The social care sector will be in a league of its own this month, when the Community Integrated Care Learning Disability Super League launches at Rugby League’s world-famous Dacia Magic Weekend event.
In February, it was announced that one of Britain’s biggest and most successful charities, Community Integrated Care, had partnered with the Rugby Football League (RFL) and Super League to become the Official Social Care Partner of the sport. At the heart of this collaboration was a commitment to create a ground-breaking inclusive sports programme for people with learning disabilities and autism - The Community Integrated Care Learning Disability Super League.
The programme gives people with learning disabilities the opportunity to play an adapted version of Rugby League, in a series of high-profile festivals and events. It aims to promote the development of skills, confidence and positive experiences for people with learning disabilities, and make a major statement about social inclusion. This world-first initiative is the first ever example of a professional sports league sharing its brand with a learning disability sports programme.
The Community Integrated Care Learning Disability Super League launches at one of the sport’s biggest events, the Dacia Magic Weekend, which takes place at Anfield Stadium, Liverpool, on the 25th and 26th May.
The inclusive competition has been supported by 12 founder clubs, who have established or will be developing Learning Disability Rugby League teams: Castleford Tigers, Huddersfield Giants, Hull KR, Leeds Rhinos, Newcastle Thunder, Salford Red Devils, St Helens, Wakefield Trinity, Warrington Wolves, Widnes Vikings, Wigan Warriors and York City Knights.
Learning Disability Rugby League is a specially adapted non-competitive game, which focuses on encouraging participation and skills development. To support the success of this programme, Community Integrated Care is providing a programme specialist training to all participating clubs, as well as direct investment into the sport.
In recent weeks, the charity has supported the coaches from each club’s charitable foundation to develop a base understanding of supporting individuals who have learning disabilities and autism, including utilising an Autism Experience Simulator. It is hoped that support of this nature will enable rugby league to break new barriers in its commitment to inclusivity.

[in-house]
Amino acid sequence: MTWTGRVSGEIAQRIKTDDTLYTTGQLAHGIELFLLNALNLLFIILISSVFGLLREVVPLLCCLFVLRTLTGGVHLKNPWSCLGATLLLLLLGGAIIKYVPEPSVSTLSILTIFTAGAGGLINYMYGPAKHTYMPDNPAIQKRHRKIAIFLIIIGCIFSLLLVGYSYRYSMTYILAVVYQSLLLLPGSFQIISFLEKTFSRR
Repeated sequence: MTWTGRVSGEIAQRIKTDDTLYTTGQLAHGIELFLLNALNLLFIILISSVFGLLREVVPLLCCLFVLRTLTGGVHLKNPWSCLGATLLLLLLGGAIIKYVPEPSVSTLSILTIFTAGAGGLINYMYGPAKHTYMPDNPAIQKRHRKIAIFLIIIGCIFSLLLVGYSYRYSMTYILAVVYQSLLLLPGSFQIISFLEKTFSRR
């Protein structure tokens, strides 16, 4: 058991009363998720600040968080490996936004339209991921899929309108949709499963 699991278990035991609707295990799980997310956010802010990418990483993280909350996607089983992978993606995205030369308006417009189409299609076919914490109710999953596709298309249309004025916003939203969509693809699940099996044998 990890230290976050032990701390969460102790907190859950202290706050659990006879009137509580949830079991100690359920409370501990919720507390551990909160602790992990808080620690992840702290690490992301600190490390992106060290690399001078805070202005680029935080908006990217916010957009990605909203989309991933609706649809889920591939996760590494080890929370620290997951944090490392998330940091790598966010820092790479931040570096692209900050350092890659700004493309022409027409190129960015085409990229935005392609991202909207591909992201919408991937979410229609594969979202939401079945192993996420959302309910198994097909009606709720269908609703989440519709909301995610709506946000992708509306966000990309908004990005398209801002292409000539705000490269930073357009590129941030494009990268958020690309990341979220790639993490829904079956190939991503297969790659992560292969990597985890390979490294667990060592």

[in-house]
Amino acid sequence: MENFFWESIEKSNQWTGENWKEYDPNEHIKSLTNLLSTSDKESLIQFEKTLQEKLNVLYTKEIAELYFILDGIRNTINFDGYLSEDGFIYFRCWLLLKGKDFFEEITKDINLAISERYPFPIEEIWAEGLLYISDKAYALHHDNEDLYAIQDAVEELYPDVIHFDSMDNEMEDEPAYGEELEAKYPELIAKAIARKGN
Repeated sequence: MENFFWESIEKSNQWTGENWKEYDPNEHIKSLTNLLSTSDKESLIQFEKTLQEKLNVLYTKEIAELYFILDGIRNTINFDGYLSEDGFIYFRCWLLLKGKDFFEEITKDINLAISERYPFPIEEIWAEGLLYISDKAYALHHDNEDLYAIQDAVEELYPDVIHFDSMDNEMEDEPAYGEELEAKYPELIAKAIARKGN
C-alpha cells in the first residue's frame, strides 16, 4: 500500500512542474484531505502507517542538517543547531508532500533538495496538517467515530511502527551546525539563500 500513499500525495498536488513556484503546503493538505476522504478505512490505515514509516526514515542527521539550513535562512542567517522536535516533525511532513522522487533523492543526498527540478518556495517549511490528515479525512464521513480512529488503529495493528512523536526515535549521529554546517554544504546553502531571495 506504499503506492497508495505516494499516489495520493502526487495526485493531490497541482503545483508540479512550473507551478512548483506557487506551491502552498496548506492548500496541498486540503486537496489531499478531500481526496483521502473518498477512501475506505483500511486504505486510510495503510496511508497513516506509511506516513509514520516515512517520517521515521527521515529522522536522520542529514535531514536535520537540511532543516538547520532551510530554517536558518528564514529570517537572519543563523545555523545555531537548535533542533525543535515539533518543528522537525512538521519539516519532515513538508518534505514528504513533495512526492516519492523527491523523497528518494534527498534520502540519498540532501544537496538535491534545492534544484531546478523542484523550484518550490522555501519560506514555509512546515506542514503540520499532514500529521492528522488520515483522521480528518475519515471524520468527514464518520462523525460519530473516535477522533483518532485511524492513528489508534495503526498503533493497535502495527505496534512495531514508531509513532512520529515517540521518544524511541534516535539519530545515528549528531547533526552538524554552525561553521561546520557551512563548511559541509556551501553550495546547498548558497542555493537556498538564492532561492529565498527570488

The charity is also working with clubs across the sport to develop bespoke programmes that change the lives of people who have learning disabilities, autism, mental health concerns, and dementia, as well as carers, in their local communities. With recent partnerships announced with Super League giants Leeds Rhinos and Wakefield Trinity in recent weeks, these new collaborations are gaining pace.
This project is making a far more profound impact beyond simply promoting access to the great game of rugby league – it is changing lives. The concept is enabling hundreds of people to follow in the footsteps of their heroes, and in doing so transforming their confidence and self-esteem. Many participants have developed new life-skills, found a route into volunteering or employment, and developed new friendships and relationships. By being showcased widely in major rugby league events, gaining support from stars of the sport and celebrities, and attracting mainstream media attention, it also promotes a more inclusive society and raise awareness of the social care sector.
The Learning Disability Super League is an important example of Community Integrated Care’s ambitious new five-year strategy in action. The strategy aims to see the charity grow to support 10,000 people annually in the years ahead, through developing innovative new models of support in the community. This growth will enable the charity to develop a surplus that will be invested three ways - into enhancing the lives of the people they support and their services, rewarding and developing their colleagues, and supporting the causes that matter most to their local communities. The charity has also pledged to champion social care and to work collaboratively with local and national partners to support a more sustainable, effective and impactful sector.
Community Integrated Care is one of Britain’s biggest and most successful charities. With a 31-year heritage, the social care provider now supports more than 3000 people who have learning disabilities, autism, mental health concerns and dementia across England and Scotland.
Mark Adams, CEO of Community Integrated Care, says: “We believe that this collaboration will become one of the most significant inclusive sports programmes in the world. This initiative gives people with learning disabilities an unparalleled platform to stay active, make friends, develop skills and achieve their dreams. By providing people with the opportunity to represent the clubs that they love, become Super League players, and be part of the game’s biggest events, such as Magic Weekend, the sport is not only changing people’s lives but also making a powerful statement about the inclusiveness and values of Rugby League.
“As the Official Social Care partner of the sport, we are looking forward to working with the sport to changing the lives of thousands of people with learning disabilities, mental health concerns, autism and dementia.
“We would like to commend the Super League, RFL, all participating clubs, and the players and legends who have signed up as Ambassadors, for their vision and passion for this programme.”
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